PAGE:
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View Diary: UPDATE x3: LED Lightbulbs Finally Ready for Prime Time! (282 comments)

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  •  CREE lamps (1+ / 0-)
    Recommended by:
    Ender

    . . are made in cool white and warm white. Maybe the cool white ones won't promote algae growth. I use those over my workbench.

    •  cool white ones specifically (1+ / 0-)
      Recommended by:
      JerryNA

      aren't very good for plants.  It doesn't mean that you can't GROW things underneath them.  It just means if you have expensive plants, they won't thrive.

      The best fluorescent aquarium plant light ever made was probably the Sylvania Gro-Lux, which they don't make in 40 watt anymore.  It was very strong in the red and blue ends of the spectrum and weak in the green.  We used to love them.  Fish seemed to glow under them.  Not "true to life," but still rather attractive.  And the plants grew like crazy.  Lots of algae, though.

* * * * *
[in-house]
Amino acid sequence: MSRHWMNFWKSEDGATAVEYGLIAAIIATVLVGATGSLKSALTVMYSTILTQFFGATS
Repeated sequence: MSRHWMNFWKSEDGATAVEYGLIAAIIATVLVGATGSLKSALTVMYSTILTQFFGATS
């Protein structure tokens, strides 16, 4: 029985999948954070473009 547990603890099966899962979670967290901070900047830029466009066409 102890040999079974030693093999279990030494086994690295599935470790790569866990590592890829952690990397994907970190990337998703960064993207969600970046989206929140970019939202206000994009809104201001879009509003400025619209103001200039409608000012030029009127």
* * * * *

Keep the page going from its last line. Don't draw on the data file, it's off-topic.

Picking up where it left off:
•  just to add a note about veggy seedlings (1+ / 0-)
        Recommended by:
        JerryNA

        If people are raising vegetable starts, tomatoes from seed, etc. or any other plants from seed, cool white bulbs are perfectly adequate and much cheaper.

        I learned in my garden reading that warm-spectrum light bulbs, or 'full-spectrum' bulbs, or 'grow lights' are only needed for plants when they reach the flowering/fruiting stage. For plants in the first developing stage they aren't needed. Or I should say, those spectrums aren't needed.

        I used to grow magnificent vegetables that I started indoors--tomatoes, peppers, eggplant, okra, herbs, etc, etc. all with cheap florescent cool-white bulbs. These plants usually spent just a few weeks indoors until transplanted outside.

        Where in the Constitution does it say: "...on behalf of corporate interests" ???

        by sillia on Sun Jun 23, 2013 at 07:54:35 AM PDT

        [ Parent ]

    •  By the way, best way to control algae... (1+ / 0-)
      Recommended by:
      Ender

      Is to control nitrate levels in the water.

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